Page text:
There's yet another new issue of The Believer (for a 10-issues-a-year mag there's something rapidfire and relentless about its production; maybe it's the $8 cover price that makes me gasp) and there's some very fine stuff in it: I liked B. Kite's (is that a real name?) discussion of J.M. Coetzee's morally vivid, half-convincing doppleganger, Elizabeth Costello (who pops up in Coetzee's new novel as well) and there's a surprisingly dense, chewy, and satisfying discussion of the philosophy of law with one Peter Fitzpatrick (interview conducted by Jill Stauffer). Most notably there's Jim Shepard's uncanny comparison of the Bush administration to Nosferatu: as that which destroys what it purports to love, specifically in this case the all-volunteer Army as personified by Pat Tillman, the NFL player whose death by friendly fire has been covered up and denied. On the day the President has made yet another meaningless stay-the-course, honor-their-sacrifice speech, the last three sentences demand to be quoted:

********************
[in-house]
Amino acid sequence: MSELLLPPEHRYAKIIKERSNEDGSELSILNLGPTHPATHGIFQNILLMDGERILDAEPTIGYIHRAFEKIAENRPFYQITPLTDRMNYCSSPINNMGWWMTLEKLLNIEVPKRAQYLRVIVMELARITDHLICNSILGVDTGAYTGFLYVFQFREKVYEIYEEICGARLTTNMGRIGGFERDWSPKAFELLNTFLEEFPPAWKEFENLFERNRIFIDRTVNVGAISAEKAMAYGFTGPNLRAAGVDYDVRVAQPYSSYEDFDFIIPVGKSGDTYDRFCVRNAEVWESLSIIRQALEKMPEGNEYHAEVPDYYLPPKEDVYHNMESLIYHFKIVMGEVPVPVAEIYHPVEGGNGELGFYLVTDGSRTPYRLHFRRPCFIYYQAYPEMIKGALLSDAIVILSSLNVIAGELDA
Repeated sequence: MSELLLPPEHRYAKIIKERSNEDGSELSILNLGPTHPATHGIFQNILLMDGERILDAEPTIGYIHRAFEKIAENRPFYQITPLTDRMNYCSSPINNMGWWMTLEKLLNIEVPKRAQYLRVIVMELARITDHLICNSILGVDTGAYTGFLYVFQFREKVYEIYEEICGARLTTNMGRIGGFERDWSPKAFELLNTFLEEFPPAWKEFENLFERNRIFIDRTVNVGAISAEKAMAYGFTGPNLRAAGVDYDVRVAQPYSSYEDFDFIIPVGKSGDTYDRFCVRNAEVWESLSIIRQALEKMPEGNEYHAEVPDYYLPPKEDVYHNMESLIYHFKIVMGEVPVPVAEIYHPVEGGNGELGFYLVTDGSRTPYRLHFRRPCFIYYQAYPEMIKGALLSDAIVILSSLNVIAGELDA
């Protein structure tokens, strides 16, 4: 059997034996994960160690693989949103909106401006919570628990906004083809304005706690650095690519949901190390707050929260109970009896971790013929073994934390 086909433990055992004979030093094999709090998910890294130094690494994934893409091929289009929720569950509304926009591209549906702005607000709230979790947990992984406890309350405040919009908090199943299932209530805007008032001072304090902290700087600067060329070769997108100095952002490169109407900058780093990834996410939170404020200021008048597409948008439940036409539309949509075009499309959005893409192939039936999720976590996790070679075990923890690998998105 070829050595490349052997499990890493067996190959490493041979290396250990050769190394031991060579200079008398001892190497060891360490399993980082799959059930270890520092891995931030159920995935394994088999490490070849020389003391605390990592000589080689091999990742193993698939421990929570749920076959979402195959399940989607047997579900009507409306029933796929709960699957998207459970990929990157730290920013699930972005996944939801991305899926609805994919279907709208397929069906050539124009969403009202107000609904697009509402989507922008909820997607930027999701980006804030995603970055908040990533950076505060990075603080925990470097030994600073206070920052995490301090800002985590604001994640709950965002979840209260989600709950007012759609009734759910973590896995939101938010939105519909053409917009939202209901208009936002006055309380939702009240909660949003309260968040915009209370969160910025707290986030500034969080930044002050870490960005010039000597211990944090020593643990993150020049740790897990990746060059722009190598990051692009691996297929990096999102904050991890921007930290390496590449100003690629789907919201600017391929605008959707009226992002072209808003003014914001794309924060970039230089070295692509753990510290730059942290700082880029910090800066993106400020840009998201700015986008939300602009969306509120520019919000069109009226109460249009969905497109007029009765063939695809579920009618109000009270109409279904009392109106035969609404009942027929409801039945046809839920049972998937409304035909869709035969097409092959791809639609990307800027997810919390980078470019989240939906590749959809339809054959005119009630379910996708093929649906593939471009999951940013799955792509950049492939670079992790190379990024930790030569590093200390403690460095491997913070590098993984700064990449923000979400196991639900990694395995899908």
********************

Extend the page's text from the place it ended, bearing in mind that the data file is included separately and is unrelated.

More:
When this administration talks about sacrifice, it does so with a weird doubleness, an edge. The all-volunteer Army is doing precisely what the major figures in this administrationfrom Donald Rumsfeld to Dick Cheney to George W. Bushrefused to do, whatever their pst or present rhetoric about the glories of sacrifice. We're very grateful to those who sacrifice for us, and grateful as well to those who embody the virtues to which we claim we most aspire. And we're enraged by them, as well, for all they demonstrate to us, through the example of their behavior, about ourselves.